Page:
Fitness trackers 'poor at measuring calories burned'
Most fitness trackers are good at measuring heart rate but poor at measuring calories burned, a study suggests.
As a result, people should be cautious about using them to judge what to eat, Stanford University scientists said.
The study recommended that companies release data showing how their devices work out measurements.
The accuracy of seven wrist devices were tested while 60 volunteers were asked to walk, run and cycle.
Researchers found that six out of seven of the fitness devices were good at estimating the heart rate of the person wearing it, with an error rate under 5%.
They were the Apple Watch, Fitbit Surge, Basis Peak, Microsoft Band, PulseOn and Mio Alpha 2 - but the Samsung Gear S2 had the highest error rate of 6.8%.
However, when it came to keeping track of energy used during exercise, the five devices that performed this function were all a long way out.
Not one of the devices had an error rate below 20% - and some, such as the PulseOn, were much more inaccurate, the US research team found.
Dr Euan Ashley, co-author of the study from the department of cardiovascular medicine at Stanford University, said the public should be aware of the strengths and limitations of fitness devices worn on the wrist.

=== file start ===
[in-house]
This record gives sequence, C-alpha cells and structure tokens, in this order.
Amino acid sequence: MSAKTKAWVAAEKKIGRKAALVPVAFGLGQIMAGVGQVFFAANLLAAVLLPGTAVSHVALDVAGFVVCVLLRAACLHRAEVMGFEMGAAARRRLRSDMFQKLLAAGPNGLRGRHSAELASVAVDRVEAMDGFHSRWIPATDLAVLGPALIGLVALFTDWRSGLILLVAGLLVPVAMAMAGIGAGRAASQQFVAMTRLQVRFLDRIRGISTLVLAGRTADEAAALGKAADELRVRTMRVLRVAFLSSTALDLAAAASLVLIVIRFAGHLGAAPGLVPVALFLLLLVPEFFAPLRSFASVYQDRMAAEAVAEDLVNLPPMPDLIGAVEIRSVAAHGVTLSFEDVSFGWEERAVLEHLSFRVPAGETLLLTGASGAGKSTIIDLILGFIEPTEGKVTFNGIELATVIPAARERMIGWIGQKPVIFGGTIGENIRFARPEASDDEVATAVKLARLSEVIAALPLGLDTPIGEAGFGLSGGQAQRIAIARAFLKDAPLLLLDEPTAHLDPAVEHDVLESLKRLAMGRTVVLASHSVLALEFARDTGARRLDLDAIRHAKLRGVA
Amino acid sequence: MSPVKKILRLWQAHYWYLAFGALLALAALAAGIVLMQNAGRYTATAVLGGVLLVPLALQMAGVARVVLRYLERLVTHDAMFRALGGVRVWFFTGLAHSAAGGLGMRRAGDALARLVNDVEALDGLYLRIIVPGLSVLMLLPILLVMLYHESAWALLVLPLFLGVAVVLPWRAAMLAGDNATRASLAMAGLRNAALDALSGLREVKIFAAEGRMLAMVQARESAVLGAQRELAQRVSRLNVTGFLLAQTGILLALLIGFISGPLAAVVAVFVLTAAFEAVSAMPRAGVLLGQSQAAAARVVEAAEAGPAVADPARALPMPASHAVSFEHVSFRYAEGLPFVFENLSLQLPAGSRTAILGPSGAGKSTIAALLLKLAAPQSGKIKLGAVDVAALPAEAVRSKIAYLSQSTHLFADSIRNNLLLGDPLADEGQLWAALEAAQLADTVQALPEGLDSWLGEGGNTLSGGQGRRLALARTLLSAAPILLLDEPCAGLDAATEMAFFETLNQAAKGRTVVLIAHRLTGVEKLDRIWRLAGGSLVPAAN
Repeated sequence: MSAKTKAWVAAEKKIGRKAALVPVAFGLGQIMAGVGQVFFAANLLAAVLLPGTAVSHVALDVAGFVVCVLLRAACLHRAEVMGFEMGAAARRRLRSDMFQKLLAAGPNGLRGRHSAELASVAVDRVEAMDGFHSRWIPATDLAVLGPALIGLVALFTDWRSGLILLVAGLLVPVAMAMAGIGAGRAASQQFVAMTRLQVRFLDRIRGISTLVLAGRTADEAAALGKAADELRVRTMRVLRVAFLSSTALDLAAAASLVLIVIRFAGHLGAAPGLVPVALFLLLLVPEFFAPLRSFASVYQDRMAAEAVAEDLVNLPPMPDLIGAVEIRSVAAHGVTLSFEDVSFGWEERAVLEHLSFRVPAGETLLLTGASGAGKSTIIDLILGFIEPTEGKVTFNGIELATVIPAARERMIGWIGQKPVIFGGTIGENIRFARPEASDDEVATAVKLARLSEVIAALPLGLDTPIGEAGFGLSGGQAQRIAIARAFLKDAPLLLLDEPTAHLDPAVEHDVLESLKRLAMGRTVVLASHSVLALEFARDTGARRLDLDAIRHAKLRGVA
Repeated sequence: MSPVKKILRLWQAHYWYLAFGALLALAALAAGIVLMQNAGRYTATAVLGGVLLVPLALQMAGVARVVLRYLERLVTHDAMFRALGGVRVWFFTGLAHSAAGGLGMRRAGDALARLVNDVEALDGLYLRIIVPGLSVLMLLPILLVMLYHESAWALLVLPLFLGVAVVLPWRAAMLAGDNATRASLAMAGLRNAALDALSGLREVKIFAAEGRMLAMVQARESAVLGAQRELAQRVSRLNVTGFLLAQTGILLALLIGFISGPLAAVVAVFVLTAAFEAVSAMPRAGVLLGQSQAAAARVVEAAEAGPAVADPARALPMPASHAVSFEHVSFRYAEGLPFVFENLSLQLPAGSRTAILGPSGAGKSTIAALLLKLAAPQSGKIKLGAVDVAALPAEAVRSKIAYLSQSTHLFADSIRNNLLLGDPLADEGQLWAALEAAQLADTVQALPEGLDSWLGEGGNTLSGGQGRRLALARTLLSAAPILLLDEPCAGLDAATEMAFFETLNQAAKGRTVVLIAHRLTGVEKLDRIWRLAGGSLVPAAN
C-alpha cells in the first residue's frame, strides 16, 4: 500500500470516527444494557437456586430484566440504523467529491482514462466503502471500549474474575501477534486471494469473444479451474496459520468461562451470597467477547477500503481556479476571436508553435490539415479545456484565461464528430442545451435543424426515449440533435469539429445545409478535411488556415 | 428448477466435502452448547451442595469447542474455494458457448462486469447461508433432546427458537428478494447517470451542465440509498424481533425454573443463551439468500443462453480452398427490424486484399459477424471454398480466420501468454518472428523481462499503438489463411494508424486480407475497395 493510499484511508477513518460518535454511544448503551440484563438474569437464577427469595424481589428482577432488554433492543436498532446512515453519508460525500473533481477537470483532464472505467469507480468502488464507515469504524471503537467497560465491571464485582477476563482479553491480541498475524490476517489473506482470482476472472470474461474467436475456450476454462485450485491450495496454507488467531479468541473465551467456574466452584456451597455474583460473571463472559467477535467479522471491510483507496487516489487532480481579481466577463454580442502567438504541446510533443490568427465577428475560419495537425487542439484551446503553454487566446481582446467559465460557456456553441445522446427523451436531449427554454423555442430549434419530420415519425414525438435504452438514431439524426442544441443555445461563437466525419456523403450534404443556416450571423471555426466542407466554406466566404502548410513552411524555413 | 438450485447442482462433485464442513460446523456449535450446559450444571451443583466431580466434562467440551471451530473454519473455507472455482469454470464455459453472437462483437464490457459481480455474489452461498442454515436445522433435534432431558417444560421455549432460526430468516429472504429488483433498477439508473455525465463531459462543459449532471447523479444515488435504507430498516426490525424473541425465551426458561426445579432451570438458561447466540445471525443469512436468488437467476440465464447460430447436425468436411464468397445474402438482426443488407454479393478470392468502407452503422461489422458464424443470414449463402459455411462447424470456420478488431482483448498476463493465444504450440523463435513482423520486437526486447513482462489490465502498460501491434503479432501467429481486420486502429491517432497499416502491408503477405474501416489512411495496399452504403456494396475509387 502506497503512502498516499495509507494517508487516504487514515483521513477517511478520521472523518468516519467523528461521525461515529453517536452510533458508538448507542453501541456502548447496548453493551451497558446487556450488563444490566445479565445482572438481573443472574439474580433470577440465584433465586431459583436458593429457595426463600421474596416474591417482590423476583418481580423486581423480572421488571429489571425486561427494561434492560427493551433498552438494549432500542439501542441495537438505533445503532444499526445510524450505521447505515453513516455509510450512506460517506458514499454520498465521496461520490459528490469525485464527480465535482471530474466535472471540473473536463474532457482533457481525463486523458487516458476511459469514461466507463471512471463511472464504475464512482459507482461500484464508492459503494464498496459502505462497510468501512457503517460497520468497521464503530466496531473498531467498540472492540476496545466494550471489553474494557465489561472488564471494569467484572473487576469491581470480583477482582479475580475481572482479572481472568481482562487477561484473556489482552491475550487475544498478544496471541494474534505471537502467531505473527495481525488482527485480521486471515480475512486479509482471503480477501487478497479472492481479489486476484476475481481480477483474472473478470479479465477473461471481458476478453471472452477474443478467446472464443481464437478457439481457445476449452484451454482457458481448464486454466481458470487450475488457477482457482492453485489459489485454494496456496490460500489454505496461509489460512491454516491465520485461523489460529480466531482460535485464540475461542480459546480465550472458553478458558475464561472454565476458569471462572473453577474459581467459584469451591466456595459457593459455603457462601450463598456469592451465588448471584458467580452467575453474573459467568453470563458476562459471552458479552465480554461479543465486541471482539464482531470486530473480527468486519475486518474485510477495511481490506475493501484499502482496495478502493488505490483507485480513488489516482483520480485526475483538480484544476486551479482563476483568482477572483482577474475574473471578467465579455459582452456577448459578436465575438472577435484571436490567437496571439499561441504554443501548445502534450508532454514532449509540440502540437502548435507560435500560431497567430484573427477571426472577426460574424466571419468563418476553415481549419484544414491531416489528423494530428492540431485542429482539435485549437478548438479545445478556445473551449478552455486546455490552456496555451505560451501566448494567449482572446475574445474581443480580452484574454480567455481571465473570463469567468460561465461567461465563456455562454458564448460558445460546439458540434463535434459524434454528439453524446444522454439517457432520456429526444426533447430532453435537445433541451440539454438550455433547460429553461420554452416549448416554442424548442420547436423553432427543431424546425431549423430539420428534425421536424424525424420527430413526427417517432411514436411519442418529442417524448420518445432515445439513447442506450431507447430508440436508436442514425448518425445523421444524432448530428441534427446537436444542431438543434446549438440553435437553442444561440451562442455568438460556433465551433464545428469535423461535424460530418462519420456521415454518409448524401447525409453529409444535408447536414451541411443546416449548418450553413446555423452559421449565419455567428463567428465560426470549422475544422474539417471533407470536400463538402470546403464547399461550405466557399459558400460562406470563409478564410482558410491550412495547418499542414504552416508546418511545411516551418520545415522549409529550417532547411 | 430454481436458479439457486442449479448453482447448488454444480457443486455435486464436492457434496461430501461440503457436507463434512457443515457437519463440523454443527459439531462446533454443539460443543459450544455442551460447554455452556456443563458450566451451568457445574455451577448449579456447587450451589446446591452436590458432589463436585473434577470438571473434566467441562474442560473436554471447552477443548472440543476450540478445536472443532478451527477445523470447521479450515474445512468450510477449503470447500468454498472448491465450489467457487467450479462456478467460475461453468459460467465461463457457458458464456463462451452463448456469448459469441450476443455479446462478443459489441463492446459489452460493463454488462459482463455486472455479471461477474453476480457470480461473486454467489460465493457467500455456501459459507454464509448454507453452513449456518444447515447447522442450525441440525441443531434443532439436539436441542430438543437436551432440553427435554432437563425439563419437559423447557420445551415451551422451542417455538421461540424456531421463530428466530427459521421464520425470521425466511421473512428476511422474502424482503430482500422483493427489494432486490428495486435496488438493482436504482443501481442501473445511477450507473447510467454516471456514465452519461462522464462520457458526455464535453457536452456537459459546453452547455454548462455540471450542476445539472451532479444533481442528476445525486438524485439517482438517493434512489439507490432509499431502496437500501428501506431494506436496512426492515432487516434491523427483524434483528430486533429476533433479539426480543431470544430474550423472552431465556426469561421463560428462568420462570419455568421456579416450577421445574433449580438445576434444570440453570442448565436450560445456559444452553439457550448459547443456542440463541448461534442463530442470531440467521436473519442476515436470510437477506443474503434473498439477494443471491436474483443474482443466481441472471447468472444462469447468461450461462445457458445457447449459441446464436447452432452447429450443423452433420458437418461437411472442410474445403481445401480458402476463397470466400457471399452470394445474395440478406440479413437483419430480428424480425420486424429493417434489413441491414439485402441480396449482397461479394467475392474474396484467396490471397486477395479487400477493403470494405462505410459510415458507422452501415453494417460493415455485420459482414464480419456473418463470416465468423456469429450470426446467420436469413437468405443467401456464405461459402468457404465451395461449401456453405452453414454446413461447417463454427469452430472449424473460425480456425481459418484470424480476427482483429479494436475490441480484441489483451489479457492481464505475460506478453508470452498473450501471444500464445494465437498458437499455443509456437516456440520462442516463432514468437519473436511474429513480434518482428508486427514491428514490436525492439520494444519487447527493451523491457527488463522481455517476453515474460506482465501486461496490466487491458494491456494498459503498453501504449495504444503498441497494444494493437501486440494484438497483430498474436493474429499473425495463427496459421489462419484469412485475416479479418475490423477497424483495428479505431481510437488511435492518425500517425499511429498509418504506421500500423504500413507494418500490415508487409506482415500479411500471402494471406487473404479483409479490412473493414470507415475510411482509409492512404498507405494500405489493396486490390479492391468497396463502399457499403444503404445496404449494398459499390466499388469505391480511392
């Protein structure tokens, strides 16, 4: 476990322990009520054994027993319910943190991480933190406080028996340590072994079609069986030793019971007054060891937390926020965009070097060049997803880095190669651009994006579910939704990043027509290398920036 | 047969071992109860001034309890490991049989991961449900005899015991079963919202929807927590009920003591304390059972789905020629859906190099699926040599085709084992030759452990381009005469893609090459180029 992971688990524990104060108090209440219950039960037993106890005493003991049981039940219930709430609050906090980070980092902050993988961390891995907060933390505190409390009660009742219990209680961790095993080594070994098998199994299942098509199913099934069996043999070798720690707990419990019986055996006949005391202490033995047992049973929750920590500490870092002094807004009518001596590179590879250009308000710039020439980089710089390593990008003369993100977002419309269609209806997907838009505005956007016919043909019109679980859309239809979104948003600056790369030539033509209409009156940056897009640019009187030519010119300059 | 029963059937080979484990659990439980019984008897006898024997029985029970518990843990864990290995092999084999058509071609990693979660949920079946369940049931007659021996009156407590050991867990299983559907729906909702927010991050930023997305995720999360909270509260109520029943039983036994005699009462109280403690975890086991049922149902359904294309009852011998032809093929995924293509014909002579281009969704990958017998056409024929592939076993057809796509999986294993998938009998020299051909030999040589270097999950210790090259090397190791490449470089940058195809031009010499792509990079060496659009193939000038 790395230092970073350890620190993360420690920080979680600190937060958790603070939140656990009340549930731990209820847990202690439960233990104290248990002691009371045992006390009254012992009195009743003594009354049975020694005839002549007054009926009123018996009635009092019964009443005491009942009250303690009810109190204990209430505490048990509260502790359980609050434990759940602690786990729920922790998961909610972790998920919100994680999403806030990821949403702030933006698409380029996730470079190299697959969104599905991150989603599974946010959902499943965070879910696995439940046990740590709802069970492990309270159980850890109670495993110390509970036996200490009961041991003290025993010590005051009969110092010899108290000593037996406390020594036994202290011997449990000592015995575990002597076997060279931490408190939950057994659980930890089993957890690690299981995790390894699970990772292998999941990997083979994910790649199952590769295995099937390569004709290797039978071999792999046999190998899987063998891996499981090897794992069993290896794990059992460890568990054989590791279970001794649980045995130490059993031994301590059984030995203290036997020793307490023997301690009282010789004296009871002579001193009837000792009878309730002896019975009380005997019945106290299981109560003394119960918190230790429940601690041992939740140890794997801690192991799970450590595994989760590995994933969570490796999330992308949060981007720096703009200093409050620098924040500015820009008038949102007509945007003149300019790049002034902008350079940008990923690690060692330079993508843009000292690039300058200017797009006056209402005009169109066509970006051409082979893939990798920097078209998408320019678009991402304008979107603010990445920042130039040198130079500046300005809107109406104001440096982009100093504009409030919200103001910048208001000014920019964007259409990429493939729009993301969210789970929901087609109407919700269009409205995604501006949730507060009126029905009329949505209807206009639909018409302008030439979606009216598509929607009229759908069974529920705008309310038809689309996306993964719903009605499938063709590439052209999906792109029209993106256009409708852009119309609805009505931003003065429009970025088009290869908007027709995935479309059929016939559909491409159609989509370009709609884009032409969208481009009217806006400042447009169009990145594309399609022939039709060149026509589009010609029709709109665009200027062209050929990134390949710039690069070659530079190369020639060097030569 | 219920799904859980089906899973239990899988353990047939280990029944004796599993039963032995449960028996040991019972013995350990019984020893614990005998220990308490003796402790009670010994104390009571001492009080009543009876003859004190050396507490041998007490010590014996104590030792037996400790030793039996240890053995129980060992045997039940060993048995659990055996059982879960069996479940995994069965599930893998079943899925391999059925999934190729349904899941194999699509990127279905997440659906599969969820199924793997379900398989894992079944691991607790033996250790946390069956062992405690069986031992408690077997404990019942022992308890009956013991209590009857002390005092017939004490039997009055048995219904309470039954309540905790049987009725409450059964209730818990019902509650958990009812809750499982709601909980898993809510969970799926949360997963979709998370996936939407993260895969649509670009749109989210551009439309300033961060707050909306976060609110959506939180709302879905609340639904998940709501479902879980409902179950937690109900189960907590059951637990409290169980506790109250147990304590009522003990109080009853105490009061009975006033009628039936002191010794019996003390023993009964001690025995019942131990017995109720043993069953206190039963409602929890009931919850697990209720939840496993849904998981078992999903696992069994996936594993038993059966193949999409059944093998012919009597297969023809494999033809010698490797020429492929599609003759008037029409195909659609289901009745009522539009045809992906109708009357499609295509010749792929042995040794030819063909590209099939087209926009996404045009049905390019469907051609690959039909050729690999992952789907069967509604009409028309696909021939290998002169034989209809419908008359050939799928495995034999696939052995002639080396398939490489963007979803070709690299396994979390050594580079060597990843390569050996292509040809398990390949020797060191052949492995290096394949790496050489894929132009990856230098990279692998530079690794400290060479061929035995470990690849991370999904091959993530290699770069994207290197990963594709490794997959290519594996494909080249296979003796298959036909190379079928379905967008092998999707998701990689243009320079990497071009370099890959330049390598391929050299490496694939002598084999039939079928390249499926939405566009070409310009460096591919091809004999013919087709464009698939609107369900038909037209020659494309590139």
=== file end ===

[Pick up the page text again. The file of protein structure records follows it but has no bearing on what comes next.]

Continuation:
"People need to know that on energy expenditure they give rough estimates.
"If you go to the gym, and you think you've lost 400 calories, then you might feel you've got 400 calories to play with," he said.
That could be an issue if people were basing their diet on what they thought they had burnt off, he said.
Technology for measuring heart rate had moved on quickly over the past five or six years, but on energy expenditure "it's not quite there yet", he added.
It may be that companies are not using heart rates in their calculations. There is also a very wide difference in calories burnt between one person and another.
For example, 10,000 steps could equate to anything from 400 kilocalories to 800 kilocalories lost, depending on a person's height and weight alone, the study said.
Dr David Ellis, lecturer in computation social science at Lancaster University, said working out the number of calories burnt was a tricky business and relied on many different factors such as height, weight, percentage of body fat, heart rate and more.
"However, because manufactures do not share the algorithms [which are constantly updated] used to determine calories burned, it is almost impossible to know the exact source of error at this stage," he said.
Fitness trackers can have a very positive effect on people's activity levels, so complete 100% accuracy may not be vital if the devices are encouraging more exercise.
But recent trials have suggested that wearing them doesn't always result in a positive outcome, or improve the chances of losing weight.
The researchers urged companies to be more transparent and publish the results of their own accuracy tests.
They said this would ensure the public and clinicians were aware of the devices' limitations.
The Stanford team has set up their own website to share this kind of data with others.